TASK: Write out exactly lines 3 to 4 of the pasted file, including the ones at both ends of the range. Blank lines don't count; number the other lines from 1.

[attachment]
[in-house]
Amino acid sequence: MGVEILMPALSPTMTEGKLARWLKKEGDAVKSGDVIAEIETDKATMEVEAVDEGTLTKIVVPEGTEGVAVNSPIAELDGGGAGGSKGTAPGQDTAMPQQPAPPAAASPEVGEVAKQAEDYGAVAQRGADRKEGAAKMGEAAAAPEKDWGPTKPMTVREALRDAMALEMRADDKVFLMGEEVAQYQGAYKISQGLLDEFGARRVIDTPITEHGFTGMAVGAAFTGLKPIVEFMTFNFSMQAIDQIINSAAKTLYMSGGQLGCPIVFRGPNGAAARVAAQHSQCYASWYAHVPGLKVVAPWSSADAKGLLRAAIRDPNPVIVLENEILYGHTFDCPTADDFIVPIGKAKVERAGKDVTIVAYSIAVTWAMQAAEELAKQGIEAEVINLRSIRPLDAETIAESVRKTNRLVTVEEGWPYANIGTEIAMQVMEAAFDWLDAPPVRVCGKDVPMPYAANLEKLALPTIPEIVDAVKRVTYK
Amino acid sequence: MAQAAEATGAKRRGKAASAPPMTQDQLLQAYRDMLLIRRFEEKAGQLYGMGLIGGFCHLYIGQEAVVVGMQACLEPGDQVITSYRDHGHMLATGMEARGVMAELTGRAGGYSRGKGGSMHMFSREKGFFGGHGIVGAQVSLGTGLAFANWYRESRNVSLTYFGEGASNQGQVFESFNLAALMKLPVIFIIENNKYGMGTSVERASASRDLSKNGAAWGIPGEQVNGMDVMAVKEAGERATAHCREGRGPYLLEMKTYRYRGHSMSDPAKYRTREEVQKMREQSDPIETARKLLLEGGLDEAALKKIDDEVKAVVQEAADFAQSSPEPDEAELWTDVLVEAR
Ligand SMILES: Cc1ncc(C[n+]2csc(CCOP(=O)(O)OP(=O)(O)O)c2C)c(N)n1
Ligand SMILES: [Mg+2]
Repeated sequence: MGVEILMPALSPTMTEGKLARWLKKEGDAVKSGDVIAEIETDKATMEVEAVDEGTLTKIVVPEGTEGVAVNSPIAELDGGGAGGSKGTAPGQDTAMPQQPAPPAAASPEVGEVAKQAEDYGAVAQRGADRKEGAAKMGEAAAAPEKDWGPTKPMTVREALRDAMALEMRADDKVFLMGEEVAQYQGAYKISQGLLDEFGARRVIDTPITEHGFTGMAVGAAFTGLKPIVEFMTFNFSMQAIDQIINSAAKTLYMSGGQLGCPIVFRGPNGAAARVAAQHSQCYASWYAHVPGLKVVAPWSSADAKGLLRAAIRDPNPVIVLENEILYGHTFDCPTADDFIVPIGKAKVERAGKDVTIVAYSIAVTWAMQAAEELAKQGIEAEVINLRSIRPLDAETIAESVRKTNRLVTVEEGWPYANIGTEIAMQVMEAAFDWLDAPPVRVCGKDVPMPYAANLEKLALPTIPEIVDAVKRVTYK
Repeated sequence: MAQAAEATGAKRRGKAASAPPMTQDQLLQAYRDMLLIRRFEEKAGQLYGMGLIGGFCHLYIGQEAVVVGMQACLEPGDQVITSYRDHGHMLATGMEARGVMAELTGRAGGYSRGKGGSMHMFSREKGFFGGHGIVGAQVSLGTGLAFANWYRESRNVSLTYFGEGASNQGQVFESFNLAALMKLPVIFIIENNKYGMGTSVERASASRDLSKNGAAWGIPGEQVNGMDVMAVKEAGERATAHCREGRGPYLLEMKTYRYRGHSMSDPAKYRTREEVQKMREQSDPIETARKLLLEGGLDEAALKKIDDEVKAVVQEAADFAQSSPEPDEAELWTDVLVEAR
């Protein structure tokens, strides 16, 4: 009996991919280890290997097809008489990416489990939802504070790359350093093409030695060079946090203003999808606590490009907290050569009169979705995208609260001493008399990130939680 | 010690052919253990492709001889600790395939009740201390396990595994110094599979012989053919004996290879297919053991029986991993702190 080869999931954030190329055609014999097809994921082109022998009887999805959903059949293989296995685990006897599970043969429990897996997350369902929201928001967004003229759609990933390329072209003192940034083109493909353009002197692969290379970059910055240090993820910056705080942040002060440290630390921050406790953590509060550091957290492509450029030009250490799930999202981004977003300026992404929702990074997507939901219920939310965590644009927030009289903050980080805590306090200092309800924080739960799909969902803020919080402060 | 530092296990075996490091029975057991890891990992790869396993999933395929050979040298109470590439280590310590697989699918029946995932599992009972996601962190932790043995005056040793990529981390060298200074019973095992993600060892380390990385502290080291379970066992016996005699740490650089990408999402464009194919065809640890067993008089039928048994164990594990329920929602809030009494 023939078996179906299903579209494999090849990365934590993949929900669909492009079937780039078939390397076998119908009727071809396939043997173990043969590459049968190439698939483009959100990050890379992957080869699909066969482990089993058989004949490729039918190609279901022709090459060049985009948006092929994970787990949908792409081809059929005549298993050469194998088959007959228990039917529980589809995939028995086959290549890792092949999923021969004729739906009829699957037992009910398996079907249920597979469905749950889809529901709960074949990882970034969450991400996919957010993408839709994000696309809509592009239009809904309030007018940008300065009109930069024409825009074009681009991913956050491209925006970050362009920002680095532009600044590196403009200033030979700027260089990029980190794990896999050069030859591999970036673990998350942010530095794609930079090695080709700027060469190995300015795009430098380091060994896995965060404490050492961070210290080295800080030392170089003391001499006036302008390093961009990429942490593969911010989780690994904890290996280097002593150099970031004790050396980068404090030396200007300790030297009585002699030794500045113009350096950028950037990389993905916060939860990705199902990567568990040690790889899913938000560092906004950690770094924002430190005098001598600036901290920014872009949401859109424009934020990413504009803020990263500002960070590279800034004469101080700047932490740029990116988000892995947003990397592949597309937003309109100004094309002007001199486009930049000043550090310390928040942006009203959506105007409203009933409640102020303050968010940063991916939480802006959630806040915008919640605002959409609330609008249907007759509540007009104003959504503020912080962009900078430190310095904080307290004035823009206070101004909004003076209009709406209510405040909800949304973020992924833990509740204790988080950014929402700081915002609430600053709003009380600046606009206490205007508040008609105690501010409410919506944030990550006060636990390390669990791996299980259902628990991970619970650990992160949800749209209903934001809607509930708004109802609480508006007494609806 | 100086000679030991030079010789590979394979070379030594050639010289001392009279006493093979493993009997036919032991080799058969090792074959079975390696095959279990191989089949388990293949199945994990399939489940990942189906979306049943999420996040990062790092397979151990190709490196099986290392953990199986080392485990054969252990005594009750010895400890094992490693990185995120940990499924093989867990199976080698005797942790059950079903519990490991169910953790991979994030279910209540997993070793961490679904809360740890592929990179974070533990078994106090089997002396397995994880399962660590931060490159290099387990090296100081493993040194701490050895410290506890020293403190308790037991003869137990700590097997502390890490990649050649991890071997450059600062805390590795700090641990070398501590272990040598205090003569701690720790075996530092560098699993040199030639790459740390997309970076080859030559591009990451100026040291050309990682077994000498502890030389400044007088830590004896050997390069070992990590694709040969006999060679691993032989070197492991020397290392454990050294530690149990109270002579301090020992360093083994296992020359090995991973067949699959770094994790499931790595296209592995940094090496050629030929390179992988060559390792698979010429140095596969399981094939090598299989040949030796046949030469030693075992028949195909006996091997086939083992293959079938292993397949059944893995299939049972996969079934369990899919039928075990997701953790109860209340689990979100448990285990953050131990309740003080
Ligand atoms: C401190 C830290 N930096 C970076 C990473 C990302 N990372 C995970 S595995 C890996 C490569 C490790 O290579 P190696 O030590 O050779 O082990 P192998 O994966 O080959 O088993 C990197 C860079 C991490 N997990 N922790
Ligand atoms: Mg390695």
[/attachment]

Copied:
Amino acid sequence: MAQAAEATGAKRRGKAASAPPMTQDQLLQAYRDMLLIRRFEEKAGQLYGMGLIGGFCHLYIGQEAVVVGMQACLEPGDQVITSYRDHGHMLATGMEARGVMAELTGRAGGYSRGKGGSMHMFSREKGFFGGHGIVGAQVSLGTGLAFANWYRESRNVSLTYFGEGASNQGQVFESFNLAALMKLPVIFIIENNKYGMGTSVERASASRDLSKNGAAWGIPGEQVNGMDVMAVKEAGERATAHCREGRGPYLLEMKTYRYRGHSMSDPAKYRTREEVQKMREQSDPIETARKLLLEGGLDEAALKKIDDEVKAVVQEAADFAQSSPEPDEAELWTDVLVEAR
Ligand SMILES: Cc1ncc(C[n+]2csc(CCOP(=O)(O)OP(=O)(O)O)c2C)c(N)n1